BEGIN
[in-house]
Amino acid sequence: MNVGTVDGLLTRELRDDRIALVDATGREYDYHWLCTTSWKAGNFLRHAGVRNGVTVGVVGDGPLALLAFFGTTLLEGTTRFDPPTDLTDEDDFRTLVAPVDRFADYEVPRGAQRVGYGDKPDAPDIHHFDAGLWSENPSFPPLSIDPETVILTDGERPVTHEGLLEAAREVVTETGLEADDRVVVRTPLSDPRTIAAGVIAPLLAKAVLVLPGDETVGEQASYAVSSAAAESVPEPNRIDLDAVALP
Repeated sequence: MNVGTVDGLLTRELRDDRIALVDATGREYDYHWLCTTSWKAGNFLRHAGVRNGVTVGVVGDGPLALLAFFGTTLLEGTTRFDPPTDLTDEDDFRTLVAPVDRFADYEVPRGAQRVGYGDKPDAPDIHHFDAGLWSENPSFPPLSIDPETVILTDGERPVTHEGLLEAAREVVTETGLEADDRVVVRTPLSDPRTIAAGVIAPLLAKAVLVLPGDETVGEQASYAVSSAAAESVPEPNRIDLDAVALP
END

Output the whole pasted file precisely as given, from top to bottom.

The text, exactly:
[in-house]
Amino acid sequence: MNVGTVDGLLTRELRDDRIALVDATGREYDYHWLCTTSWKAGNFLRHAGVRNGVTVGVVGDGPLALLAFFGTTLLEGTTRFDPPTDLTDEDDFRTLVAPVDRFADYEVPRGAQRVGYGDKPDAPDIHHFDAGLWSENPSFPPLSIDPETVILTDGERPVTHEGLLEAAREVVTETGLEADDRVVVRTPLSDPRTIAAGVIAPLLAKAVLVLPGDETVGEQASYAVSSAAAESVPEPNRIDLDAVALP
Repeated sequence: MNVGTVDGLLTRELRDDRIALVDATGREYDYHWLCTTSWKAGNFLRHAGVRNGVTVGVVGDGPLALLAFFGTTLLEGTTRFDPPTDLTDEDDFRTLVAPVDRFADYEVPRGAQRVGYGDKPDAPDIHHFDAGLWSENPSFPPLSIDPETVILTDGERPVTHEGLLEAAREVVTETGLEADDRVVVRTPLSDPRTIAAGVIAPLLAKAVLVLPGDETVGEQASYAVSSAAAESVPEPNRIDLDAVALP